Germany are still Germany. Never count out Germany in a tournament. The cliches have tumbled from mouths and pens since it was confirmed that the three-time European champions would face England at Wembley on Tuesday, but they overlook the reality.
Joachim Löw has the talent at his disposal to go deep into the competition, but it rarely felt through the wildly fluctuating three group matches as if there was the focus and discipline that forged an indelible image over decades. This Germany is anything but predictable.
Maybe we should just enjoy the glorious, counter-to-expectation chaos. Once upon a time we would have said the situation needed old heads but they have spent the last few years letting the side down – whether it be Löw’s lack of a clear plan or the DFB’s “ongoing leadership crisis” (the governing body’s own words following the May resignation of president Fritz Keller).
Now, the beacon of hope from the brush with a premature exit at the hands of Hungary in Munich is a player who is less a product of the 21st-century revamp of Germany’s academies and more an English-authored success story. What an extraordinary tale it would be if he were to lay the foundations of an England reverse here.
Familiar to Bayern fans
Jamal Musiala has never needed much of an opportunity to make an impression, and so it has proved again at Euro 2020. Having been left on the bench for the first two group games, the 18-year-old finally got his break eight minutes from the end of normal time against Hungary, with Germany desperate and heading for humiliating elimination despite having had the advantage of three home games in Munich. Musiala immediately came to the rescue with a directness and confidence that is by now familiar to Bayern Munich fans. His dribble down the left created Hungarian uncertainty, his pass sowed more in the middle with the aid of a deflection and club-mate Leon Goretzka's finish saved the day.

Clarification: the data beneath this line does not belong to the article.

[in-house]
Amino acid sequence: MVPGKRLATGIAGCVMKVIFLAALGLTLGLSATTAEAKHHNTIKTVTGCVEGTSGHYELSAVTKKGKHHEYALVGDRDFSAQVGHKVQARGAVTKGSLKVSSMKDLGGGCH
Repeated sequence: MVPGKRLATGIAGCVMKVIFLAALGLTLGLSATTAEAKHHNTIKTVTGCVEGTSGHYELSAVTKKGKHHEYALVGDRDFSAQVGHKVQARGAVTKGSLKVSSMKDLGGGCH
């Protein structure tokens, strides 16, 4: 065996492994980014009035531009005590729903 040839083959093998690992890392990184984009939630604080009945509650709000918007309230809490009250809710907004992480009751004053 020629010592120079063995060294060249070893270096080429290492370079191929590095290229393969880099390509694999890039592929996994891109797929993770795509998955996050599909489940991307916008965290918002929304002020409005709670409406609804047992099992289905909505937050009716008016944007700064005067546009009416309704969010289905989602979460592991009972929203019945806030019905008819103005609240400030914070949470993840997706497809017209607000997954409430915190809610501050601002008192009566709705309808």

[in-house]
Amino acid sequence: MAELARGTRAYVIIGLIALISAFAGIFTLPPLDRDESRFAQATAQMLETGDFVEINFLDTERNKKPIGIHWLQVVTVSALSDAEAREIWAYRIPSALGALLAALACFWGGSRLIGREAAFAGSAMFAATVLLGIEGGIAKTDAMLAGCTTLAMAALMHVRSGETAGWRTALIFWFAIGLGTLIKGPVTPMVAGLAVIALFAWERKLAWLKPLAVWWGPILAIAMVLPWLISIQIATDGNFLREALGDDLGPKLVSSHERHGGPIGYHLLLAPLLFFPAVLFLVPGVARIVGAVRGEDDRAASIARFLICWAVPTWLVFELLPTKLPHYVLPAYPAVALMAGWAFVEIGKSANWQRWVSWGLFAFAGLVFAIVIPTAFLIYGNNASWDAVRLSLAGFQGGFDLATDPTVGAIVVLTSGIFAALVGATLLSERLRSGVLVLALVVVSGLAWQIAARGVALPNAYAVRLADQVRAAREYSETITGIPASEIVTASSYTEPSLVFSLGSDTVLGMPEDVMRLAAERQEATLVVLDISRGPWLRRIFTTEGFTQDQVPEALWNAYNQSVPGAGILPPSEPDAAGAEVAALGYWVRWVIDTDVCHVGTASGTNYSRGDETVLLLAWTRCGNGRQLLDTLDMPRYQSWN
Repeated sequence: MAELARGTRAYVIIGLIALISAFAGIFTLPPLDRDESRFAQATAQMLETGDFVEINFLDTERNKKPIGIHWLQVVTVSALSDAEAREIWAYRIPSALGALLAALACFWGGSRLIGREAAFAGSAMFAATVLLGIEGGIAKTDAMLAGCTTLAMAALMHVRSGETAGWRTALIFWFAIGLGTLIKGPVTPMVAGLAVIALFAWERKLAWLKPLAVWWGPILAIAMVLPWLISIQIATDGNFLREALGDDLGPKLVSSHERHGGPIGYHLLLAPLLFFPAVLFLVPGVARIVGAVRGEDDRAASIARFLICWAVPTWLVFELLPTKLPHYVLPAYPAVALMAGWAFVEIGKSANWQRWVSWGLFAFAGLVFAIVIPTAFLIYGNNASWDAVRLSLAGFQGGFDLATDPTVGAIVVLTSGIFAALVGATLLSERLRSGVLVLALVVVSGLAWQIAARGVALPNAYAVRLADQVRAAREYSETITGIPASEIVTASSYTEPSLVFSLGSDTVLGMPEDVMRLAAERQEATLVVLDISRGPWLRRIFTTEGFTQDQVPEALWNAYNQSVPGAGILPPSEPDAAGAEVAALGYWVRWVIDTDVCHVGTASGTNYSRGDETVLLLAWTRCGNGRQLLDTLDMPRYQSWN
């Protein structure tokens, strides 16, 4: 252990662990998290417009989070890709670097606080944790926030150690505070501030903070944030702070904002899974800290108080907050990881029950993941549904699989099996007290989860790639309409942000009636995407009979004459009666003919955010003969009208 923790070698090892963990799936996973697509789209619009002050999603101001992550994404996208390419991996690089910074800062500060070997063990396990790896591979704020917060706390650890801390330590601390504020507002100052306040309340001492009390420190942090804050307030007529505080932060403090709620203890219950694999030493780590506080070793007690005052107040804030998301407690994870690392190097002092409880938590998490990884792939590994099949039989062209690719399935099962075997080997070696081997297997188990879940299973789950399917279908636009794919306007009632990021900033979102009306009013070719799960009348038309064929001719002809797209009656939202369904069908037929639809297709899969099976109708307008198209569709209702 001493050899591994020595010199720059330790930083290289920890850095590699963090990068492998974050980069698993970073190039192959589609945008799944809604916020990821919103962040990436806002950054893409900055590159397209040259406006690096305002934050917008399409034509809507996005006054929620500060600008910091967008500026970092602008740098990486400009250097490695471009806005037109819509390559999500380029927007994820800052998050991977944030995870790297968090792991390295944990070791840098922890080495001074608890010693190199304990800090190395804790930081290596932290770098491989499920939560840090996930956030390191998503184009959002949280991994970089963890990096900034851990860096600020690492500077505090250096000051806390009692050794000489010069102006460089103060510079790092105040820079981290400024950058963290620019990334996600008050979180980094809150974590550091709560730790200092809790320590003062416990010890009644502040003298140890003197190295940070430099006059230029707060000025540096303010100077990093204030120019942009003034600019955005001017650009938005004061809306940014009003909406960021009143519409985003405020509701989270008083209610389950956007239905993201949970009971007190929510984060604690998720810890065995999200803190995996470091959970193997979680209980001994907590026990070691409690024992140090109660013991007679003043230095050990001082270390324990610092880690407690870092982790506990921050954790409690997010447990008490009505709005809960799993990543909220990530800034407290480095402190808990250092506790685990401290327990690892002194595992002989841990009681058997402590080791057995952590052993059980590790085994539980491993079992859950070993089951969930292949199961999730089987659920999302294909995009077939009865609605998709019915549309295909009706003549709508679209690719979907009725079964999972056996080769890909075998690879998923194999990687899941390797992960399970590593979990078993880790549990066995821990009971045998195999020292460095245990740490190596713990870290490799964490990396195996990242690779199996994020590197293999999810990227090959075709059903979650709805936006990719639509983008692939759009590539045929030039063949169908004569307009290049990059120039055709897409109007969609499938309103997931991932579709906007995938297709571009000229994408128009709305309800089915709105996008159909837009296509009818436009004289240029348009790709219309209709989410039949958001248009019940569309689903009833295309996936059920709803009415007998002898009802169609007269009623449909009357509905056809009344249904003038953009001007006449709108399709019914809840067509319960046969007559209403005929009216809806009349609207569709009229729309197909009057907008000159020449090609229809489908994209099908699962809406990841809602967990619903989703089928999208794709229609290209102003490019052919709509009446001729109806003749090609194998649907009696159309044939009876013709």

The impression of Musiala belonging was so profound that it was almost lost that he had become Germany's youngest tournament debutant surpassing Lukas Podolski, who was 19 days past his 19th birthday when he played in the Euro 2004 loss to Czech Republic. "He had some good situations," Löw said after the game, coming as close as he does to beaming. "He has many strengths, especially in areas where space is tight. He did well for such a young player. He was crafty."
Neither, as has been clear all season, does he stand on ceremony. Musiala does things at a whirlwind pace. When he became Bayern's youngest-ever Bundesliga player on June 20th last year against Freiburg (at 17 years and 115 days), it was less than three weeks since he had played his first professional match of any sort, for a Bayern II side on their way to the 3 Liga title under now-Hoffenheim head coach Sebastian Hoeness.
On February 23rd his goal for Bayern in a 4-1 win at Lazio had him trumpeted as the youngest-ever English goalscorer in the Champions League. By the following morning, he was the youngest German to have achieved the feat, officially announcing that he would in fact pursue his senior international career with the country of his birth.
It was a disappointment to England, with Musiala having been born in Stuttgart but having spent his childhood from the age of seven there, joining Chelsea's academy at eight. England had made their move in November last year, promoting the midfielder to the Under-21s at 17, demonstrating their commitment after he had started to establish himself as part of Bayern's first-team squad. Musiala even scored in a 5-0 win over Albania at Molineux, the product of a typical slalom towards the box.
Yet Löw's charm offensive in late 2020 and early 2021 worked, making visits to see him play at Allianz Arena in person and then dining with him afterwards, explaining in detail exactly what he saw Musiala's future role with the Germany senior team being in a process that echoed US Soccer's recruitment of another England target, Yunus Musah of Valencia. Löw's words chimed with Musiala's mindset of never standing still.
Keen to take responsibility
His appetite to improve is insatiable, spending significant time developing his heading with long-time Bayern coach Hermann Gerland, for example. Standing 5ft 9in, he scored a soaring header in a win at Wolfsburg shortly after. With his keenness to take responsibility in ferrying the ball through central and wide areas alike, there is a growing clamour in Germany for Musiala to be given an even bigger role against England. In the aftermath of the Hungary game, Lothar Matthäus told the Guardian that Löw has continued to pick players who "don't have the level of performance" and called for Musiala to be thrown in from the start for the last-16 match.
The reality is that without Löw’s personal contribution, Musiala could have been lining up for the home side on Tuesday. If the midfielder develops into what those around him believe he is good enough to, he could well be the coach’s parting gift to the Nationalmannschaft after a few tricky years at the end of a largely successful long-term tenure. – Guardian